While it's widely regarded as the leader in the field of artificial intelligence (AI), the United States isn't the only country producing advanced AI technology. China currently lags the U.S. in AI research, but the Middle Kingdom has announced to the world that it's no longer content to remain in the shadow of the West.
Last July, the government of China announced an ambitious policy regarding AI: close the gap with the U.S. in terms of AI research within three years and become the world leader in the field by 2030. The country has backed this initiative with action, beginning construction on a $2.1 billion facility dedicated to advancing AI research. The technology park will focus on numerous facets of AI, including big data, deep learning, biometrics, and cloud computing.
The country has also named its first group of "national champions," which is also a great place for investors to start -- Baidu, Inc. (NASDAQ: BIDU), Alibaba Group (NYSE: BABA), and Tencent (NASDAQOTH: TCEHY).
Search leader of China
Baidu is the internet search leader in the world's most populous country, but there is so much more in the company's tool kit. Taking a page from its U.S. counterpart, its AI program was developed by industry expert and Stanford University adjunct professor Andrew Ng. The noted AI researcher created the Baidu Brain, a neural network that has evolved into an ecosystem of 60 different AI technologies. The company has incorporated a number of AI-infused services for its users such as speech-to-text, translation services, and customized restaurant and retail recommendations. Baidu's voice-recognition efforts, called Deep Speech, has reached an accuracy rate of more than 97%.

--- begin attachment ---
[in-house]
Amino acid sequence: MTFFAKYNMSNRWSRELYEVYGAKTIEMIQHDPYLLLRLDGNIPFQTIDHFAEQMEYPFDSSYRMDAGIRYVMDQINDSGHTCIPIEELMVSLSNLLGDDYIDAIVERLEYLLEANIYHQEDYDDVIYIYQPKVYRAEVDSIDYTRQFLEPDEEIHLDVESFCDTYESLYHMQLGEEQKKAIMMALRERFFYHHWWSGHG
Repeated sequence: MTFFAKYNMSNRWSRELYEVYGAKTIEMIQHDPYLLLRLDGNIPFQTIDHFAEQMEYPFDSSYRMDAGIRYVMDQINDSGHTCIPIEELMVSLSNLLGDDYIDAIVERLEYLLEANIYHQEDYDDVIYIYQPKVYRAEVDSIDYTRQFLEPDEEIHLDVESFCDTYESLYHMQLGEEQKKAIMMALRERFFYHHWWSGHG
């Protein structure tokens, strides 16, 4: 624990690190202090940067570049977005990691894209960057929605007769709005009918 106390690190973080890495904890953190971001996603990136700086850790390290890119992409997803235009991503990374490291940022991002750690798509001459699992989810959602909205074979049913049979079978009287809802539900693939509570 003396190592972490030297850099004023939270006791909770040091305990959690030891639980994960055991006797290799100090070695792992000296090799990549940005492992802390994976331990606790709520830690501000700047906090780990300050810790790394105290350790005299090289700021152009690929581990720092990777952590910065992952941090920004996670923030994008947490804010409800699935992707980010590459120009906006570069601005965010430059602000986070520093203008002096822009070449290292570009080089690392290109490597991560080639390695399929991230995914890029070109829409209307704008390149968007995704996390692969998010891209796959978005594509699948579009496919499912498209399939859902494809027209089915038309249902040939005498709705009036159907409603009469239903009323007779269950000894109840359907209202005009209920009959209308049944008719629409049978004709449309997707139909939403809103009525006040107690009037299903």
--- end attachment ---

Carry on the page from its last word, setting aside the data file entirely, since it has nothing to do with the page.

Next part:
The company is also China's leader in self-driving technology, developing an open platform known as Apollo. The autonomous-driving program now boasts more than 80 partners, and the Chinese government has recognized Baidu as the national champion in this field. It plans to achieve Level 4 autonomy and be mass-producing self-driving cars by 2021.